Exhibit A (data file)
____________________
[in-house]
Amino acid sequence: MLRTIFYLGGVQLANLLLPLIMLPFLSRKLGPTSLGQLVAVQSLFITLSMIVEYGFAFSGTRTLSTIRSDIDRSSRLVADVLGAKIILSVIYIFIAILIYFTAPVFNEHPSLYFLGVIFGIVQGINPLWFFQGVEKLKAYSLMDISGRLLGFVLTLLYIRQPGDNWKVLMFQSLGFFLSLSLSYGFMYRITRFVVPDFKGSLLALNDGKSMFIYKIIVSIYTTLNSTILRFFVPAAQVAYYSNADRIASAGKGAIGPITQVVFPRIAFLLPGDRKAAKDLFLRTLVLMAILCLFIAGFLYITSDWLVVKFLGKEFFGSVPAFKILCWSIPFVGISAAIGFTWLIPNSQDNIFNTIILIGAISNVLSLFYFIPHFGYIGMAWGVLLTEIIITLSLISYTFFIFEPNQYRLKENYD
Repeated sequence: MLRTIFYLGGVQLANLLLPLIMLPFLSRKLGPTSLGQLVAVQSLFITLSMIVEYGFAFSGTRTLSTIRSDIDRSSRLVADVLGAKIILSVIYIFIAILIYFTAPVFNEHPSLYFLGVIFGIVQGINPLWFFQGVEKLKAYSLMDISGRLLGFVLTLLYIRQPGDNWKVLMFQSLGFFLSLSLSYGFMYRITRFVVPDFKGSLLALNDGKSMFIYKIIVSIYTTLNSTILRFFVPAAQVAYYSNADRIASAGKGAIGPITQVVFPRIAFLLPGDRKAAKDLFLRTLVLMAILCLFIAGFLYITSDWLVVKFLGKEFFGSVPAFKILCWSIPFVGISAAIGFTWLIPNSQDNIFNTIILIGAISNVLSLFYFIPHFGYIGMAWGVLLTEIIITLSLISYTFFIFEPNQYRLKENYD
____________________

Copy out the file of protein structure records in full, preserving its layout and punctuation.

[in-house]
Amino acid sequence: MLRTIFYLGGVQLANLLLPLIMLPFLSRKLGPTSLGQLVAVQSLFITLSMIVEYGFAFSGTRTLSTIRSDIDRSSRLVADVLGAKIILSVIYIFIAILIYFTAPVFNEHPSLYFLGVIFGIVQGINPLWFFQGVEKLKAYSLMDISGRLLGFVLTLLYIRQPGDNWKVLMFQSLGFFLSLSLSYGFMYRITRFVVPDFKGSLLALNDGKSMFIYKIIVSIYTTLNSTILRFFVPAAQVAYYSNADRIASAGKGAIGPITQVVFPRIAFLLPGDRKAAKDLFLRTLVLMAILCLFIAGFLYITSDWLVVKFLGKEFFGSVPAFKILCWSIPFVGISAAIGFTWLIPNSQDNIFNTIILIGAISNVLSLFYFIPHFGYIGMAWGVLLTEIIITLSLISYTFFIFEPNQYRLKENYD
Repeated sequence: MLRTIFYLGGVQLANLLLPLIMLPFLSRKLGPTSLGQLVAVQSLFITLSMIVEYGFAFSGTRTLSTIRSDIDRSSRLVADVLGAKIILSVIYIFIAILIYFTAPVFNEHPSLYFLGVIFGIVQGINPLWFFQGVEKLKAYSLMDISGRLLGFVLTLLYIRQPGDNWKVLMFQSLGFFLSLSLSYGFMYRITRFVVPDFKGSLLALNDGKSMFIYKIIVSIYTTLNSTILRFFVPAAQVAYYSNADRIASAGKGAIGPITQVVFPRIAFLLPGDRKAAKDLFLRTLVLMAILCLFIAGFLYITSDWLVVKFLGKEFFGSVPAFKILCWSIPFVGISAAIGFTWLIPNSQDNIFNTIILIGAISNVLSLFYFIPHFGYIGMAWGVLLTEIIITLSLISYTFFIFEPNQYRLKENYD